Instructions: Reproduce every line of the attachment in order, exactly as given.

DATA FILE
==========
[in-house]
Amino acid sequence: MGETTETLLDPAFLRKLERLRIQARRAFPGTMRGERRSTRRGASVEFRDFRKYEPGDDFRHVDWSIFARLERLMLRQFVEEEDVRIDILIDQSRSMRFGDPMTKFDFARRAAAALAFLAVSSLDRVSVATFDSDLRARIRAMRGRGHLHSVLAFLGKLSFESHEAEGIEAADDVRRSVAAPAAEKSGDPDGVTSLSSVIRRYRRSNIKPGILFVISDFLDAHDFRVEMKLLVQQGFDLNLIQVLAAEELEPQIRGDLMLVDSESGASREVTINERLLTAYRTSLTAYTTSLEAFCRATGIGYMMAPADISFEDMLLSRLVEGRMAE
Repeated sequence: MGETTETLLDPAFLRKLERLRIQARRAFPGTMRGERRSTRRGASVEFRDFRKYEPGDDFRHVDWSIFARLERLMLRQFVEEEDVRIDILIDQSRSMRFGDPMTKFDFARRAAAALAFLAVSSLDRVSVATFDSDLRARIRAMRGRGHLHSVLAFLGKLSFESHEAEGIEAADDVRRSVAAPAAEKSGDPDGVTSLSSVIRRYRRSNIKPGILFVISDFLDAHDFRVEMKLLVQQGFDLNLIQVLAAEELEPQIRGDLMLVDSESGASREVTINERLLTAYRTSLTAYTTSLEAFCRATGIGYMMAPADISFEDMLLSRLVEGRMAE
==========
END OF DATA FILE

[in-house]
Amino acid sequence: MGETTETLLDPAFLRKLERLRIQARRAFPGTMRGERRSTRRGASVEFRDFRKYEPGDDFRHVDWSIFARLERLMLRQFVEEEDVRIDILIDQSRSMRFGDPMTKFDFARRAAAALAFLAVSSLDRVSVATFDSDLRARIRAMRGRGHLHSVLAFLGKLSFESHEAEGIEAADDVRRSVAAPAAEKSGDPDGVTSLSSVIRRYRRSNIKPGILFVISDFLDAHDFRVEMKLLVQQGFDLNLIQVLAAEELEPQIRGDLMLVDSESGASREVTINERLLTAYRTSLTAYTTSLEAFCRATGIGYMMAPADISFEDMLLSRLVEGRMAE
Repeated sequence: MGETTETLLDPAFLRKLERLRIQARRAFPGTMRGERRSTRRGASVEFRDFRKYEPGDDFRHVDWSIFARLERLMLRQFVEEEDVRIDILIDQSRSMRFGDPMTKFDFARRAAAALAFLAVSSLDRVSVATFDSDLRARIRAMRGRGHLHSVLAFLGKLSFESHEAEGIEAADDVRRSVAAPAAEKSGDPDGVTSLSSVIRRYRRSNIKPGILFVISDFLDAHDFRVEMKLLVQQGFDLNLIQVLAAEELEPQIRGDLMLVDSESGASREVTINERLLTAYRTSLTAYTTSLEAFCRATGIGYMMAPADISFEDMLLSRLVEGRMAE